THURSDAY, March 24, 2005 (HealthDay News) -- The U.S. Food and Drug Administration has approved a device to treatbulging weak spots in the body's main artery, a condition called anaortic aneurism.
The GORE TAG Endoprosthesis System is designed to make a new pathfor blood flow around the arterial bulge, in order to prevent thethoracic aorta from rupturing, the agency said in a statement.Aneurisms can be caused by vascular disease, injury or an inheriteddefect of the arterial tissue.
The device, made by Arizona-based W.L. Gore and Associates, is agraft made of a Teflon-like substance that re-lines the inside of theweakened aortic wall. Implantation is less invasive than traditionalsurgery to treat aneurisms, the FDA said. Other traditional aneurismtreatments include blood pressure-lowering medications to try toprevent an aortic rupture.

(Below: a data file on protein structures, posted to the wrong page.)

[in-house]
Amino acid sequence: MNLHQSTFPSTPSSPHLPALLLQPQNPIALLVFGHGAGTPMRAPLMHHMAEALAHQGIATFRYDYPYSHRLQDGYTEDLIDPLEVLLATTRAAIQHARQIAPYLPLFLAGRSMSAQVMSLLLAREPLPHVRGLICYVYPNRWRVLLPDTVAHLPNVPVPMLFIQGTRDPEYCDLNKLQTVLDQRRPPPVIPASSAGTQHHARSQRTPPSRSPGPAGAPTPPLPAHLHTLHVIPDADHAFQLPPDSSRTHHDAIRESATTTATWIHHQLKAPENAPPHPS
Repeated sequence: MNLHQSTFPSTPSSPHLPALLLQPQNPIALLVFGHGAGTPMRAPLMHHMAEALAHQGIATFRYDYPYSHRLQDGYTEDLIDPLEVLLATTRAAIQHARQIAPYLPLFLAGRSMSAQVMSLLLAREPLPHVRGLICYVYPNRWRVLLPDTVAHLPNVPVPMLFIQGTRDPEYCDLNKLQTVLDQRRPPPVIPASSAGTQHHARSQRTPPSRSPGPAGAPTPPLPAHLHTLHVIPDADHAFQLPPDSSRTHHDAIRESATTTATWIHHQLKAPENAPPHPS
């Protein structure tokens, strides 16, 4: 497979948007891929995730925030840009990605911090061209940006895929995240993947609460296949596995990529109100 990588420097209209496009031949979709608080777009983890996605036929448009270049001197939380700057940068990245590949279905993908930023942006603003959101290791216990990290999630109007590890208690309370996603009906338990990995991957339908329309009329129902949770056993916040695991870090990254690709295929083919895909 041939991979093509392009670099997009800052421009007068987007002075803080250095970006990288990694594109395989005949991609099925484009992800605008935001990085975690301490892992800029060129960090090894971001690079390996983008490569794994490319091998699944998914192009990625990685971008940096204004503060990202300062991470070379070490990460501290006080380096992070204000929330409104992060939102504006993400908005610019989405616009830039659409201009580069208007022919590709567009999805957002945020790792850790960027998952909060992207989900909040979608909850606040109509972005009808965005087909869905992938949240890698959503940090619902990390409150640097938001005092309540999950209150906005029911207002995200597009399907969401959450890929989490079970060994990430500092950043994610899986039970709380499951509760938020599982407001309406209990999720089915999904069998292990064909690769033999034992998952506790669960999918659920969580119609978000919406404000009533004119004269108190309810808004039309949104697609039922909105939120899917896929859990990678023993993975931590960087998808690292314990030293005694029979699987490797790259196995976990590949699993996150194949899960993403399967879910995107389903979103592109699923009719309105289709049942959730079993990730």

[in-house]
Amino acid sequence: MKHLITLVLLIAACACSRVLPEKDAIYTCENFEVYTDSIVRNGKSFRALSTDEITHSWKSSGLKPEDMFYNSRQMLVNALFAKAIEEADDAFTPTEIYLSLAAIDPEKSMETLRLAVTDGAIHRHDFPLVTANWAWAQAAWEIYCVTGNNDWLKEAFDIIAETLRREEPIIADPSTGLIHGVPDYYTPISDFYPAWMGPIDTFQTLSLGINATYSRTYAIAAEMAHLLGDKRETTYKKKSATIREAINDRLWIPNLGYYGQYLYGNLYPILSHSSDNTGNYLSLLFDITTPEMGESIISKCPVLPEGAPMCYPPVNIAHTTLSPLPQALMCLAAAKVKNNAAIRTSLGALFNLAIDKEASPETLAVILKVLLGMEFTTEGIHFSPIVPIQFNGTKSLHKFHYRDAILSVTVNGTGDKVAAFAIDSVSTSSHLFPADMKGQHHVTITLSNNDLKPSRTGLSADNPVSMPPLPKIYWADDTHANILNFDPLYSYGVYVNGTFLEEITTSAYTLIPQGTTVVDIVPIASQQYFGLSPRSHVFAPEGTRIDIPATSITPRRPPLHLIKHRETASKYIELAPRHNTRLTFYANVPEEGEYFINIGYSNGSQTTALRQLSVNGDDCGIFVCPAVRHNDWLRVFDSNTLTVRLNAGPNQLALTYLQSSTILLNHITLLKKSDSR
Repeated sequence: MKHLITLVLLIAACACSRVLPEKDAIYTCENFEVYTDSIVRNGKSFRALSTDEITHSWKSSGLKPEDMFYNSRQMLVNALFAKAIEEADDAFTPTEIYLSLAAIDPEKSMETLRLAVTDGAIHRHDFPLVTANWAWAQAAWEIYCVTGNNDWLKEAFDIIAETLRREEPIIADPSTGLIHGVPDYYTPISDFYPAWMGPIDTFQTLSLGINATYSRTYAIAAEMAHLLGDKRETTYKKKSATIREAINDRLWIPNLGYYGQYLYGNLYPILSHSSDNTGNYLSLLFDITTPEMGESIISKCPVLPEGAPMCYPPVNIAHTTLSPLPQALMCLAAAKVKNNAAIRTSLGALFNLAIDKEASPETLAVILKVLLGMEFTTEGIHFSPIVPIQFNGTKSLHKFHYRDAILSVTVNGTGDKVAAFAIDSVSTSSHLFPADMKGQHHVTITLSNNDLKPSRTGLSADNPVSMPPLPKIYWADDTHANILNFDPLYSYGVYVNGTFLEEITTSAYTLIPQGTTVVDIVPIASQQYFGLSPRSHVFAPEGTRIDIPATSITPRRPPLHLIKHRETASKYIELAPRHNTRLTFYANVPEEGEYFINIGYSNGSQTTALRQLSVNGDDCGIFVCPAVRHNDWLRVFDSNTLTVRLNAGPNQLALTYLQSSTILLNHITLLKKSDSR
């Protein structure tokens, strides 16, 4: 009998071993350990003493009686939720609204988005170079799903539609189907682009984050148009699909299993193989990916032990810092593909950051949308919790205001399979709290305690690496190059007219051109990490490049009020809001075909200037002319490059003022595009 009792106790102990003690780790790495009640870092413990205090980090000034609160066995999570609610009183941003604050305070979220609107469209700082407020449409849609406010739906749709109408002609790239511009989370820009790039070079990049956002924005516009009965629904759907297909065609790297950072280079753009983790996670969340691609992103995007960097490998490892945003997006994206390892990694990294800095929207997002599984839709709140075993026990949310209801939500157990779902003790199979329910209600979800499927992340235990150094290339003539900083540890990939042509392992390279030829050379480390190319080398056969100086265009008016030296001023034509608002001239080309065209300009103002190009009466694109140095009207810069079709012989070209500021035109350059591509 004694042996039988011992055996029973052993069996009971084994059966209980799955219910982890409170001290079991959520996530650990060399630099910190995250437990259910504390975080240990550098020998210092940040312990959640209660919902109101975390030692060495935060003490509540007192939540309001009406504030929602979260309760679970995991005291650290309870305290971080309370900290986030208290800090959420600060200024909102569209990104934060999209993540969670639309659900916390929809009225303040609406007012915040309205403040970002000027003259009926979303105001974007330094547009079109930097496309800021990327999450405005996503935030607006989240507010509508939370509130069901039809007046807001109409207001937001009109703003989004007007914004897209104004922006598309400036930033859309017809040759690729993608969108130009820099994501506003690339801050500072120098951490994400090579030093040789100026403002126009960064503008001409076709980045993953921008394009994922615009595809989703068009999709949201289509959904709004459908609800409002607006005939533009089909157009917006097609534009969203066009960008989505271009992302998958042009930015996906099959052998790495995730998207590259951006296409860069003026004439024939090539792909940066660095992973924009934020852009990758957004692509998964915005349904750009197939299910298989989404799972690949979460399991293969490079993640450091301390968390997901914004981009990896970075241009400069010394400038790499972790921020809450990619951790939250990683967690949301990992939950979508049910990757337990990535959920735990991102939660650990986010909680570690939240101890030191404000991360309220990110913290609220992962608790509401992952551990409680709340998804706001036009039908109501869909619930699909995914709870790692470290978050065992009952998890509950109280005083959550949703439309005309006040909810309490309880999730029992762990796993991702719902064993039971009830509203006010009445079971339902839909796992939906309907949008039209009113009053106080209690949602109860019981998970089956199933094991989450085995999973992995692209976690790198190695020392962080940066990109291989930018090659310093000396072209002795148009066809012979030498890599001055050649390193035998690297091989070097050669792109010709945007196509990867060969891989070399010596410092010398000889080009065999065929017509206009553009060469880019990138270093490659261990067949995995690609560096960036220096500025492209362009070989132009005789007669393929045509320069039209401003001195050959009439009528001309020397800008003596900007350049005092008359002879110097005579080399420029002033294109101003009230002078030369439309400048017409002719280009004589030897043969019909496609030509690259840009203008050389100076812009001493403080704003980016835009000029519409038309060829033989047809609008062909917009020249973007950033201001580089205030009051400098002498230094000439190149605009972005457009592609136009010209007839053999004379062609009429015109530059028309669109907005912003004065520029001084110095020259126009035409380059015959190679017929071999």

The FDA said it approved the device after its success was provenduring clinical trials involving about 200 people. Study results showedthat aneurism-related deaths were lower in patients who had receivedthe device than among those who hadn't. The agency said it's requiringthe company to monitor the device's effectiveness as it is more widelyused in the general population.
To learn more about aortic aneurisms, visit the Society for Vascular Surgery.